- Ass in Ambassador: Lou Sears, US Ambassador to Sarkhan. He makes no effort to learn the Sarkhanese language, shuts off himself and his office from local society, insists on entertaining only the expatriate crowd, and prefers to live comfortably like an officer in a colonial regime.
- Banana Republic: Sarkhan, and to varying degrees, the rest of the Southeast Asian countries surrounding it. The extremely pro-American Philippines deserves special mention as even it features in one chapter, with vaguely Latin-like dignitaries flaunting Hispanic honorifics and surnames to boot.
- Bilingual Backfire: American diplomats hire natives of the fictional war-torn Southeast Asian country to work as servants in their embassy. A visiting Chinese diplomat discovers and explains that at least some of the servants are spies pretending not to understand English.
- Dirty Commies: The whole reason for the American presence in Sarkhan in the first place. This is the Cold War after all.
- Eagleland: Perhaps the entire point of the book is to explore both flavors and how they each affect American perceptions in Southeast Asia. Unsurprisingly, most of the protagonists are flavor 1's, while the bumbling, ineffective diplomats are flavor 2's.
- Expy: These exist of several real people since the novel satirises American foreign policy in Cold War Southeast Asia. Colonel Hillandale, for one, is purportedly based on real-life CIA officer Gen. Edward Lansdale.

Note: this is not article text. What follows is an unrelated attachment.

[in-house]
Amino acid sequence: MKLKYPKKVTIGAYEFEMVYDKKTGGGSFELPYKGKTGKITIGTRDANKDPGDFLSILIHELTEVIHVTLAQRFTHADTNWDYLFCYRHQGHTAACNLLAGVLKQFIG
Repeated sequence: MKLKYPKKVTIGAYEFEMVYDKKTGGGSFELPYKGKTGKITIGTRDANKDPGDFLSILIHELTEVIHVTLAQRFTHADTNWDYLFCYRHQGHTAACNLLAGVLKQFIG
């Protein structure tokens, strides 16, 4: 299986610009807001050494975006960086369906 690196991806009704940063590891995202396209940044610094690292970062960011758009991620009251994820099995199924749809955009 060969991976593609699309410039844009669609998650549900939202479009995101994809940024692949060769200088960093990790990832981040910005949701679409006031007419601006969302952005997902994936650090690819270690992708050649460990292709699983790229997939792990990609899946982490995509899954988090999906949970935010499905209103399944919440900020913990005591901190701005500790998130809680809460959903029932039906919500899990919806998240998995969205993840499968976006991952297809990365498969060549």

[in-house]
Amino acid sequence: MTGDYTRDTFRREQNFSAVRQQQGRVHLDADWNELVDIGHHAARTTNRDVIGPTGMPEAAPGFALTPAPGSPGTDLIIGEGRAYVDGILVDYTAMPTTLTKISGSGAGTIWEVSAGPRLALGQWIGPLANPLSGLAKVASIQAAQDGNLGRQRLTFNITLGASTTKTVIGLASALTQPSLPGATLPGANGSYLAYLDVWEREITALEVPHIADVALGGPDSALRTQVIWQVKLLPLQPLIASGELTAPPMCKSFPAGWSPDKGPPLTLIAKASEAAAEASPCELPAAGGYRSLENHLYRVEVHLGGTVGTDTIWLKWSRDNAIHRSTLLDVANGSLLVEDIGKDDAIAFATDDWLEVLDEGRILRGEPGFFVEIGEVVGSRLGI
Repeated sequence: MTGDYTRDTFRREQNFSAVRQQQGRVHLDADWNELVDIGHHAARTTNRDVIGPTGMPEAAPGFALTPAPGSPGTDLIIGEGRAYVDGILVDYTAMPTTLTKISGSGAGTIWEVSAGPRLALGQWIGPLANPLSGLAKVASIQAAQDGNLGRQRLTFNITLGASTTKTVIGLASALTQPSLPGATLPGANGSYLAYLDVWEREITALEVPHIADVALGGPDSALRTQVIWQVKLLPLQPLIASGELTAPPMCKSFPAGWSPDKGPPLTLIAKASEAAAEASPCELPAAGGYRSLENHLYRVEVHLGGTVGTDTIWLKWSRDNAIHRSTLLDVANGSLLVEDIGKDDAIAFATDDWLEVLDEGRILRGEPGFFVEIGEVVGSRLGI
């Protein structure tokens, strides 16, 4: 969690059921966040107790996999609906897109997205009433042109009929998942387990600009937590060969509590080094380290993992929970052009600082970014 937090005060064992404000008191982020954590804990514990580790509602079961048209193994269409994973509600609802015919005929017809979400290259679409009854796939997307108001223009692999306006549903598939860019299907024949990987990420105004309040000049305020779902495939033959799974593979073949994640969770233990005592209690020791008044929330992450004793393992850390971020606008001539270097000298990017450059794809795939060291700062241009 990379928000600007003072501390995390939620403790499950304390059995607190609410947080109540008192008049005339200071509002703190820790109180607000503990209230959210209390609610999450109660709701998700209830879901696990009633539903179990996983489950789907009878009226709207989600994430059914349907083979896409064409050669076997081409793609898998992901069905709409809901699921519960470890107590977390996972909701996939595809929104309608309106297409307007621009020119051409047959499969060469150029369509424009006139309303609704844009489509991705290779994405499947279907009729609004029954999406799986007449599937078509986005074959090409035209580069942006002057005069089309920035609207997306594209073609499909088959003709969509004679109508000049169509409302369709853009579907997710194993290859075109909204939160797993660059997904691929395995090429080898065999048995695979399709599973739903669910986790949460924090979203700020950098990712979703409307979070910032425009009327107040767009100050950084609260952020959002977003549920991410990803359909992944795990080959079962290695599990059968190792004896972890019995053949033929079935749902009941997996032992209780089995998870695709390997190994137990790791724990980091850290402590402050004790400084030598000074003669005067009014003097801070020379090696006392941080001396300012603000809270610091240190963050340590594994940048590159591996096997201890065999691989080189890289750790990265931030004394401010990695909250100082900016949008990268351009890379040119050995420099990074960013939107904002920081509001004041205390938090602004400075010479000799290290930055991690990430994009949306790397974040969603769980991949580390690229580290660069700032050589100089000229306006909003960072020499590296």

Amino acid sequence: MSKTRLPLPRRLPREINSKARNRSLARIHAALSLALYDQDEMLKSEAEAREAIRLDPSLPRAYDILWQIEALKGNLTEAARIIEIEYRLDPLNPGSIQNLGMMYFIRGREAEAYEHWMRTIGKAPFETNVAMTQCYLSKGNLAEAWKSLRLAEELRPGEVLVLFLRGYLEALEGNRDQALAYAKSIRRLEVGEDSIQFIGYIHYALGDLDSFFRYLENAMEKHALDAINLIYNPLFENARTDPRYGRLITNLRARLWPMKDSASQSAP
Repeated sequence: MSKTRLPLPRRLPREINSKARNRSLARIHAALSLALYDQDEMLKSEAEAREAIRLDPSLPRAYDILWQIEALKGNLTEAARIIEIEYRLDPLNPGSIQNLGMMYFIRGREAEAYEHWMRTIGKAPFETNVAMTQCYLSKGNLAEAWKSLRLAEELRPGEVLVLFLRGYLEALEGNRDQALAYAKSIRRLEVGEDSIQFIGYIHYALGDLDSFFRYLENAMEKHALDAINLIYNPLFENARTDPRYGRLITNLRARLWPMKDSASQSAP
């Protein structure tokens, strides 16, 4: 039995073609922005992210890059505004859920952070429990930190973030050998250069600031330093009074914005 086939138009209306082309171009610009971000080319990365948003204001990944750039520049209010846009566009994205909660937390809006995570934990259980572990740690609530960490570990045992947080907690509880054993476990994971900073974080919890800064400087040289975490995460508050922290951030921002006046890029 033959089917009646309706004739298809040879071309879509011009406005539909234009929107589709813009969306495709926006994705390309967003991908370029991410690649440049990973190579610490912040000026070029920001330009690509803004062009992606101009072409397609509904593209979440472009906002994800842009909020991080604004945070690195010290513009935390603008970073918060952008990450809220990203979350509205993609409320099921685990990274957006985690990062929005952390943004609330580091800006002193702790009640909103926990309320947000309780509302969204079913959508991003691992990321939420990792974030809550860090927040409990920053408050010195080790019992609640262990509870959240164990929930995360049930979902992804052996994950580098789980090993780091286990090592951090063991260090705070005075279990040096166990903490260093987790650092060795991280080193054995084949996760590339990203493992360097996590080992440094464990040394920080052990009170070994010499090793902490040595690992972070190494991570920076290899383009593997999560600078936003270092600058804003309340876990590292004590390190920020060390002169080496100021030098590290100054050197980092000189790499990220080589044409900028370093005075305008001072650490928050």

- On a country-wide scale, Sarkhan itself; culturally it most closely resembles Burma or Thailand, but geopolitically it was intended to be a stand-in for Vietnam.
- Evil Colonialist: Sarkhan has a sovereign government, but in lieu of formal colonialists the Americans often come closest, acting like high-and-mighty colonial officials and refusing to understand local customs or mingle with local communities.
- Going Native: Generally, the Soviets are seen as better at adjusting to local cultures than the aloof, brash, and fairly xenophobic Americans; this goes some way to explaining why the Communists are having better success at attracting the populace of Sarkhan and neighbouring states.
- On the American side, the eponymous "Ugly American"—the humble engineer Homer Atkins, who actually spends his days in Sarkhan interacting with the locals and assisting them through small livelihood programs.
- Another American case in Col. Hillandale in the Philippines, who goes to Filipino parties and was dubbed "The Ragtime Kid" by the locals. (This isn't as much of an effort as it might seem, though, as the Filipinos have already been considerably Americanised prior to the setting of the novel—thanks to a half-century of American occupation.)
- Holiday in Sarkhan: And in the actual Cambodia, Vietnam, and elsewhere in Southeast Asia.
- One Steve Limit: Averted; two major ambassadors on opposite sides of the Cold War are both named Louis (Sears on the American side, Krupitzyn on the Soviet side). Whether or not this was intentional on the authors' part, this might serve to highlight them as Foils by showing just how different their approaches are to diplomacy.
- Water Source Tampering: Accused of American John Colvin, but with milk. He tries setting up a facility to process and distribute powdered milk for the benefit of Sarkhanese locals, but is later betrayed by his former friend Deong—who accuses him of adulterating the milk with aphrodisiacs to take advantage of local women.
Literature / The Ugly American
The Ugly American is a political novel written by Eugene Burdick and William Lederer in 1958. The book narrates the life of various fictitious political figures and their lives within the fictional Asian country of Sarkhan. Adapted into a film starring Marlon Brando.